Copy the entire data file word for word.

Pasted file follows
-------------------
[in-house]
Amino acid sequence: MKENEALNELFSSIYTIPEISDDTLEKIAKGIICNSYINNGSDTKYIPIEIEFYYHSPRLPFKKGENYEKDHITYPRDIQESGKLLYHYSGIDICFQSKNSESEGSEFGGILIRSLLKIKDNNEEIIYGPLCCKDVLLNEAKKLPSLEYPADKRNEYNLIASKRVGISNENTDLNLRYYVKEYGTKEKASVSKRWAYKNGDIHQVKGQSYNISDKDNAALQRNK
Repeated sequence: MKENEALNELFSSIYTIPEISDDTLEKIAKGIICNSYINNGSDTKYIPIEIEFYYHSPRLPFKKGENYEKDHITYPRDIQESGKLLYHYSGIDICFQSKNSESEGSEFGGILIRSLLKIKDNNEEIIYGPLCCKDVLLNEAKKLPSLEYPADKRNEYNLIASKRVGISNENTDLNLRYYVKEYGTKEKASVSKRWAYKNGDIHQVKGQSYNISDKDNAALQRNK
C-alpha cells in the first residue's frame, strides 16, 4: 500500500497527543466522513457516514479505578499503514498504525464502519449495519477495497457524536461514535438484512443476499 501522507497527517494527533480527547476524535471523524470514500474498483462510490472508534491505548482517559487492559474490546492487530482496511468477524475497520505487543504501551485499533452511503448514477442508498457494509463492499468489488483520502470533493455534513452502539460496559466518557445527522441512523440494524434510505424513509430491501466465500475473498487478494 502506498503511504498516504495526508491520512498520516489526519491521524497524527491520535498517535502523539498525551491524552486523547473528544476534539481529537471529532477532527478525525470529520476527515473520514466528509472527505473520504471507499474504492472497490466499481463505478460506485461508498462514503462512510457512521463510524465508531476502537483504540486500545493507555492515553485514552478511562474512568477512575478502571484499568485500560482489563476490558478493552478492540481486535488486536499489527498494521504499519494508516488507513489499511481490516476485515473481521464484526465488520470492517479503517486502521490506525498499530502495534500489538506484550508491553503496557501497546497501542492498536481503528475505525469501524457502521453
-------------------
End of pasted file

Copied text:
[in-house]
Amino acid sequence: MKENEALNELFSSIYTIPEISDDTLEKIAKGIICNSYINNGSDTKYIPIEIEFYYHSPRLPFKKGENYEKDHITYPRDIQESGKLLYHYSGIDICFQSKNSESEGSEFGGILIRSLLKIKDNNEEIIYGPLCCKDVLLNEAKKLPSLEYPADKRNEYNLIASKRVGISNENTDLNLRYYVKEYGTKEKASVSKRWAYKNGDIHQVKGQSYNISDKDNAALQRNK
Repeated sequence: MKENEALNELFSSIYTIPEISDDTLEKIAKGIICNSYINNGSDTKYIPIEIEFYYHSPRLPFKKGENYEKDHITYPRDIQESGKLLYHYSGIDICFQSKNSESEGSEFGGILIRSLLKIKDNNEEIIYGPLCCKDVLLNEAKKLPSLEYPADKRNEYNLIASKRVGISNENTDLNLRYYVKEYGTKEKASVSKRWAYKNGDIHQVKGQSYNISDKDNAALQRNK
C-alpha cells in the first residue's frame, strides 16, 4: 500500500497527543466522513457516514479505578499503514498504525464502519449495519477495497457524536461514535438484512443476499 501522507497527517494527533480527547476524535471523524470514500474498483462510490472508534491505548482517559487492559474490546492487530482496511468477524475497520505487543504501551485499533452511503448514477442508498457494509463492499468489488483520502470533493455534513452502539460496559466518557445527522441512523440494524434510505424513509430491501466465500475473498487478494 502506498503511504498516504495526508491520512498520516489526519491521524497524527491520535498517535502523539498525551491524552486523547473528544476534539481529537471529532477532527478525525470529520476527515473520514466528509472527505473520504471507499474504492472497490466499481463505478460506485461508498462514503462512510457512521463510524465508531476502537483504540486500545493507555492515553485514552478511562474512568477512575478502571484499568485500560482489563476490558478493552478492540481486535488486536499489527498494521504499519494508516488507513489499511481490516476485515473481521464484526465488520470492517479503517486502521490506525498499530502495534500489538506484550508491553503496557501497546497501542492498536481503528475505525469501524457502521453